BCcampus asked me to help to leverage its thought-leadership and expertise with open education within the British Columbia post-secondary community and the world-wide OER movement during the 2015 Open Textbook Summit May 27-28, by contracting me to provide communications assistance. I monitored the social media channels leading up to and during the Summit, posted from the @BCOpenText account, and published several posts reflecting the proceedings.
Blog posts published on May 28 and 29:
- An openness to openness (Day One morning keynote)
- Day One afternoon sessions
- Think big act small (Day Two morning keynote panel)
- Reviewing and Adapting Open Textbooks – pedagogical and practical considerations (Day Two morning session)
- The collateral benefits of adopting an open textbook (Day Two afternoon session)
- Final thoughts (Day Two closing)
Social media posts:
In the two weeks leading up to the summit, I used a spreadsheet to plan and schedule Twitter posts through BCcampus Hootsuite team account. I combed through the schedule of speakers and tried to make sure the @OpenTextBC account was following all of them, and they were mentioned in the lead-up posts.
During the summit, the most popular Twitter post was one pointing to the “An openness to openness” post. After that the next four most popular (generating more than 10 clicks each) were: “Early Findings from BC Faculty Survey on Open Educational Resources” (pointing to a BCcampus OpenEd site post), “Final thoughts,” and “Reviewing and Adapting Open Textbooks – pedagogical and practical considerations.”
These posts and more generated many more retweets and mentions, with the #OTSummit hashtag used hundreds of times. Too bad the BCcampus tracking system was not set up to generate reports on retweets and mentions. It is safe to say, however, this Summit generated a robust social media backchannel, with many people outside the summit itself participating by watching the live stream of the keynotes and joining in on Twitter.
Challenges and lessons learned:
BCcampus staff set out to replicate the online success of the 2014 Open Textbook Summit, and all indications are expectations were exceeded. The opening keynote and the student panel keynote were very popular and lent themselves well to live blogging. However, there were some challenges this year that I didn’t recall from my experience with last year’s summit.
My original strategy on Day One was to try to attend portions of all the sessions I could, to get a flavour for them, and to be able to write a wrap-up post at the end of the day giving the general tone and message of several of the sessions. However, this year there were many more sessions total, with three or more concurrent sessions in each half-hour block. It was impossible for one person to attend all the sessions, even to get a taste of what was happening. So on Day Two I switched up my strategy. I attended the sessions I could, and reported on those only. I also tried to capture the overall tone and vibe of the conference, using what I gleaned from the conversations in the hallways and on social media, for the wrap-up post. My impression (from social media and in-person feedback) is the wrap-up post went over very well, and I wish it could have been more intentional.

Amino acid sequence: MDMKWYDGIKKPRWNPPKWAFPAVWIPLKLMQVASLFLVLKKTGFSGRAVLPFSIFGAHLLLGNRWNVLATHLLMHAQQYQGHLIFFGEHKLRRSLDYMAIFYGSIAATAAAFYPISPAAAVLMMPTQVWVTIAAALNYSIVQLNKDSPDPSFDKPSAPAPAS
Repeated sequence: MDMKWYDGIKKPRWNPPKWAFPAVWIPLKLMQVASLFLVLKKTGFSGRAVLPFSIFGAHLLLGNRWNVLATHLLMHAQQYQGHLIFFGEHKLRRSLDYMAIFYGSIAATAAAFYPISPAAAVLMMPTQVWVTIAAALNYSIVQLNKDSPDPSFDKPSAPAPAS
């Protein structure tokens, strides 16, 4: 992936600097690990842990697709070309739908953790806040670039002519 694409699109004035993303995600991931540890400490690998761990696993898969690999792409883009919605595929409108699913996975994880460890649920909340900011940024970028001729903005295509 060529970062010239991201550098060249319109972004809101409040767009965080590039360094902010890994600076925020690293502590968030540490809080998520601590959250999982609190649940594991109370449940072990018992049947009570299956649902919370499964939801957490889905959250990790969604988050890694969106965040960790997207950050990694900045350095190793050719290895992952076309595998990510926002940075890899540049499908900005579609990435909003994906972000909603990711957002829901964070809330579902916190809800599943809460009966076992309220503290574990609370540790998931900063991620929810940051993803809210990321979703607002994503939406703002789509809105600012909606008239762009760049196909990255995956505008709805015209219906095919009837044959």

When I again do live blogging at a conference with this format, I will focus on the keynotes, which were straightforward, but change it up for the rest of the conference, perhaps interviewing summit-goers at the breaks in the hallways, asking their impressions of the session they were just in, or asking them to share any of their notes or main learnings, then synthesize those into a post or two summarizing the individual break-out sessions. I may even do some short video (15 seconds, Instagram-length) or perhaps more photos in real-time (there was a pro photographer there with his DSLR, which were published later).
Providing communications support to OTSummit 2015 was an exhausting yet very personally and professionally rewarding assignment.
Taking adequate notes for an almost-live blog post – at the same time monitoring an active social media back-channel – involves some advance planning, intense concentration, quick thinking and typing skills, while all around are people connecting, conversing, finding power outlets, logging onto wifi, etc. To say the ability to focus amidst chaos is a requirement of the task would be an understatement.
It’s quite thrilling, actually. 🙂
I was pleased to be a part of it, grateful for the chance to interact with passionate educators working with OER, and happy to reconnect with my former colleagues at BCcampus. I hope they invite me back for next year.